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Showing posts from September, 2018

Ocean discovery

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Nautilus man

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Belief in aliens could be humanity's next religion

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Mola Mola

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The ocean sunfish or common mola (Mola mola) is one of the heaviest known bony fishes in the world.

Encrusted in icy snow like some gigantic futuristic castle

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The small family set off on the long journey back to England.

Encrusted in icy snow like some gigantic futuristic castle in a freezing winter scene. Berlin Hauptbahnhof - the largest train station in Europe - loomed before them in the dim light.




A new journey

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The little drone flew into the sun

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long ago over deep waters (Japan's gradual decline)

long ago over deep waters your carriers turned into the wind
to conquer a myriad of islands spread over vast blue oceans and coral seas
now blissful isolation beckons once again
as you retreat into genteel decline,
computronium in man’s image will be your youth’s last gasp salvation
to support the growing, aged masses
for you have abandoned the warm human child in favour of man’s cold substitute

The Museum of the Sixth Extinction

The school excursion approached the exhibit.

'Gather round children, these great giants once roamed the Earth's oceans 1,000 years ago - the colossal squid and the blue whale'.

The giant, life-sized holographic projections pulsed, moved and groaned - The Museum of the Sixth Extinction had just opened. Later the children were set to work on some extra-curricular activities.

Meanwhile two scientists engaged in discussion at the foot of the long extinct sea creatures: 'You know we're going to resurrect these animals in the near future? 'Earth Resurrection' has constructed a pure artificial ocean free from man's poisons...'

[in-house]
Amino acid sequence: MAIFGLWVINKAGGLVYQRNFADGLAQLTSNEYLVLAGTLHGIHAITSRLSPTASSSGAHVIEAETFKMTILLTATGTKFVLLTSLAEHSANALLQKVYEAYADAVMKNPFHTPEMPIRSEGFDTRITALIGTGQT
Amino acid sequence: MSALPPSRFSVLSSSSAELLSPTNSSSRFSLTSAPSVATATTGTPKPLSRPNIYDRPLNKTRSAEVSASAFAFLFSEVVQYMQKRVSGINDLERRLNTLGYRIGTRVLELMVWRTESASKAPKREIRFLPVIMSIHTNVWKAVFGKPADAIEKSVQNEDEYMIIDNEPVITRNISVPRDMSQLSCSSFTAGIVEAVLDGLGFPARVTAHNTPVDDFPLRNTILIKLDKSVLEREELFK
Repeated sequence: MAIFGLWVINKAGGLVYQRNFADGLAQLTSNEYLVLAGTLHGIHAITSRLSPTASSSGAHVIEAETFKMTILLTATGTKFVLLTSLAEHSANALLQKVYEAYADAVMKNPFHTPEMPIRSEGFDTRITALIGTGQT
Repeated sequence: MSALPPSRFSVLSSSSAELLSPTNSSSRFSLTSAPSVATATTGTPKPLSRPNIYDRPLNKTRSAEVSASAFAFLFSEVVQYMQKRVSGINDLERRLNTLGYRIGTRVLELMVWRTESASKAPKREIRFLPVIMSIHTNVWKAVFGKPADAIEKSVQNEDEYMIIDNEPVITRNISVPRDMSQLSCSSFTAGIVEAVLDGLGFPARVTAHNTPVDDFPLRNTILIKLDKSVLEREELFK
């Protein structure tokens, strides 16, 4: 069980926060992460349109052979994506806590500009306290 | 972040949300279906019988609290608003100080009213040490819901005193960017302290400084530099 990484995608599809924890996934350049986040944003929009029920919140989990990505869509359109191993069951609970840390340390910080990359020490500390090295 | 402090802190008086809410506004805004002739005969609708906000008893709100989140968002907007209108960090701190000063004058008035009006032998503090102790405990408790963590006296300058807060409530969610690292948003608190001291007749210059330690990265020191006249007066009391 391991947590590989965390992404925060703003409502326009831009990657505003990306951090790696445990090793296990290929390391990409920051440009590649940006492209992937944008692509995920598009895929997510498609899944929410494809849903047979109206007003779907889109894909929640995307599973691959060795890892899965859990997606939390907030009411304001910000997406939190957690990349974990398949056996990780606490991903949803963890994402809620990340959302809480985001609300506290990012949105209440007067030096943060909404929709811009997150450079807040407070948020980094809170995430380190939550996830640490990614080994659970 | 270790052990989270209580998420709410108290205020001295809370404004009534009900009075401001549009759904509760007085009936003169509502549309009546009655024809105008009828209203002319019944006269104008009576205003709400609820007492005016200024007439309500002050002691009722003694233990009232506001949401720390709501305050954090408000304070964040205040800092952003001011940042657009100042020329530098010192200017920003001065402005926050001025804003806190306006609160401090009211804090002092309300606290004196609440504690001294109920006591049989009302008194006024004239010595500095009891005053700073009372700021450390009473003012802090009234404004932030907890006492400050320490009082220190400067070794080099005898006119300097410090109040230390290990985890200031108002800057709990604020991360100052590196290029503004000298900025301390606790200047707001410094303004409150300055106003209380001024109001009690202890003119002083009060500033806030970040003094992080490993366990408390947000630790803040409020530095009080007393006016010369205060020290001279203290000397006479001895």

Homo sapiens, the last species of the Homo genus

The bio-luminescent children gathered around the exhibit of the tall figure enclosed in glass.

It read:

'Here stands the animal known locally as Homo sapiens, the last species of the Homo genus, who roamed this planet briefly before his self destruction.

In that short time he conquered space but stopped just short of attaining T1C - Type 1 Civilization status.'

A day in paradise

The rich, beautiful couple lay on their sunbeds in the warm Florida sunshine. Eyes covered by dark shades, they played with their smartphones and tablets. Socialites tweeting to their global admirers.
Marissa wore a skimpy bikini, bronzing her body. She flexed her thighs. Her boyfriend Cameron chatted to some financial adviser on his cell phone.
'Cameron, it's so humid!' Marissa whined. 'Let's go cool off in the ocean!' 
Cameron smiled, stroking her smooth skin. 'Sure honey'.
They ran down to the sandy beach and paddled in the waves. Beyond them the clear blue ocean gently undulated. Waves lapped gently around their feet as they embraced to kiss.
Today they were in paradise, while most Westerners shivered to the north. Paradise? In fact not so long ago the luxury resort had been a swamp. Before humanity had tamed nature.
Later on Cameron and Marissa lounged about drinking chilled white wine. It was their final evening here. In the morning they would fl…

The post-apocalyptic landscape was haunting, at times breathtaking